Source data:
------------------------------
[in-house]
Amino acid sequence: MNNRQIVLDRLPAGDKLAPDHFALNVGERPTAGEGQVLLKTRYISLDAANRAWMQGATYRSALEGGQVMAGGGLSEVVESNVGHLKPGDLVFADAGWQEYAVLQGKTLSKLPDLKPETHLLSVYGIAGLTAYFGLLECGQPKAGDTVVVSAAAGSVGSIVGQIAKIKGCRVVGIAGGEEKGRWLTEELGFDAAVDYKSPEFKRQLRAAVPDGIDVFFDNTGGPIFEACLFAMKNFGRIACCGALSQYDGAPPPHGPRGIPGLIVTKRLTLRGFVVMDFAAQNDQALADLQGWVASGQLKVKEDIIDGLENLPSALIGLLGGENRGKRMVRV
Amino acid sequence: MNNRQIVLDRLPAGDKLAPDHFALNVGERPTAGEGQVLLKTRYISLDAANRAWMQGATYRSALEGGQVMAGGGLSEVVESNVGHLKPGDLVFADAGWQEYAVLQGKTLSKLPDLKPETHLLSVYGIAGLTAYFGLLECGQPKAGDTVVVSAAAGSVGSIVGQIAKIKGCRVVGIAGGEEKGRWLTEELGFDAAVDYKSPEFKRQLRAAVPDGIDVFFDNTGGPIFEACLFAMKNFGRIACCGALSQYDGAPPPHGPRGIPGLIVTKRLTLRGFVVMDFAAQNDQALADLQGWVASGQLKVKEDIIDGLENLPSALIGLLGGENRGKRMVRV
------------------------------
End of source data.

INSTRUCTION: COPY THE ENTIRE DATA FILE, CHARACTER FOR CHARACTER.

[in-house]
Amino acid sequence: MNNRQIVLDRLPAGDKLAPDHFALNVGERPTAGEGQVLLKTRYISLDAANRAWMQGATYRSALEGGQVMAGGGLSEVVESNVGHLKPGDLVFADAGWQEYAVLQGKTLSKLPDLKPETHLLSVYGIAGLTAYFGLLECGQPKAGDTVVVSAAAGSVGSIVGQIAKIKGCRVVGIAGGEEKGRWLTEELGFDAAVDYKSPEFKRQLRAAVPDGIDVFFDNTGGPIFEACLFAMKNFGRIACCGALSQYDGAPPPHGPRGIPGLIVTKRLTLRGFVVMDFAAQNDQALADLQGWVASGQLKVKEDIIDGLENLPSALIGLLGGENRGKRMVRV
Amino acid sequence: MNNRQIVLDRLPAGDKLAPDHFALNVGERPTAGEGQVLLKTRYISLDAANRAWMQGATYRSALEGGQVMAGGGLSEVVESNVGHLKPGDLVFADAGWQEYAVLQGKTLSKLPDLKPETHLLSVYGIAGLTAYFGLLECGQPKAGDTVVVSAAAGSVGSIVGQIAKIKGCRVVGIAGGEEKGRWLTEELGFDAAVDYKSPEFKRQLRAAVPDGIDVFFDNTGGPIFEACLFAMKNFGRIACCGALSQYDGAPPPHGPRGIPGLIVTKRLTLRGFVVMDFAAQNDQALADLQGWVASGQLKVKEDIIDGLENLPSALIGLLGGENRGKRMVRV